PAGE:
Food quality and HACCP in restaurants (Free Whitepaper Download)

Would you like to further understand how restaurateurs can ensure food quality and adhere to HACCP regulations? Download testo’s exclusive guide now.

This application guide provides the perfect support for those responsible for food quality in restaurants. Testo discuss adhering to HACCP regulations, temperature limit values, guidelines and practical advice.

Just some of the many topics we cover include:

  1. Which legal limit values have to be observed?
  2. How can such values be measured efficiently?
  3. How can automated climate monitoring save both time and money?
  4. How can the use of alarm functions reduce risks?
  5. In deep-frying, how can money be saved whilst ensuring consistent product quality?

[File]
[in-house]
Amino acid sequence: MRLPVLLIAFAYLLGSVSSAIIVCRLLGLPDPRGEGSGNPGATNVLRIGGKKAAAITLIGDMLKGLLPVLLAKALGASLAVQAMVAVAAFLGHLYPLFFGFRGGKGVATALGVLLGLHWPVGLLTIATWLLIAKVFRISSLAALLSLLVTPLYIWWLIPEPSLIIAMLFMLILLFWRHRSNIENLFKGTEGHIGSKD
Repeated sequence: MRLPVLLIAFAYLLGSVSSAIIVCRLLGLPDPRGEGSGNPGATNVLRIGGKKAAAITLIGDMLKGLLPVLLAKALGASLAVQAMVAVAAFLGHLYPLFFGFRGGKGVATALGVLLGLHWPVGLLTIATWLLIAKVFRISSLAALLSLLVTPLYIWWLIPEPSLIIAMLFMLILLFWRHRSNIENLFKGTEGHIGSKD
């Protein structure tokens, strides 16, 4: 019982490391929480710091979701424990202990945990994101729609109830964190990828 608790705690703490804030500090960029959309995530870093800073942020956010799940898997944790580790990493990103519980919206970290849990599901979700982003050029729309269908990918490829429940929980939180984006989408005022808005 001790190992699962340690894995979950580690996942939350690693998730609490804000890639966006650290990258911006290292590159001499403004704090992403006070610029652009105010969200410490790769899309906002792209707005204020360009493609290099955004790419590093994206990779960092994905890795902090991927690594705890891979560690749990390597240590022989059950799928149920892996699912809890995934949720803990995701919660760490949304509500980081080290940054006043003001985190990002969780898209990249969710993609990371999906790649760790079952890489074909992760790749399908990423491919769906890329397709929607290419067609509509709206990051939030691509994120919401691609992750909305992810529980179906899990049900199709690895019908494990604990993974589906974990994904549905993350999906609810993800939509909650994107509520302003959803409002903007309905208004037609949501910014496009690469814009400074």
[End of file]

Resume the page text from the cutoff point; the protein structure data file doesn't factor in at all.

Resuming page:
Get your free download now.

Testo’s exclusive guide helps you to further understand the key factors of quality management in restaurants

 

About testo Food Safety

Testo offer our industry knowledge as well as a wide range of equipment for food safety which will help you meet your quality requirements and give you the reassurance you are storing and cooking your food safely. Our instruments include temperature monitoring systems, data loggers, thermometers, cooking oil testers, PH meters and more.

Whether it is for spot checks or long-term monitoring, from farm to fork, Testo has the right instrument for the job. Want to find out more about testo food safety equipment? Why not visit our website www.testo.co.uk or give us a call on +44 1420 544433 and we’ll be happy to help.

How the food industry is taking advantage of automated monitoring to optimise working procedures and decrease workloads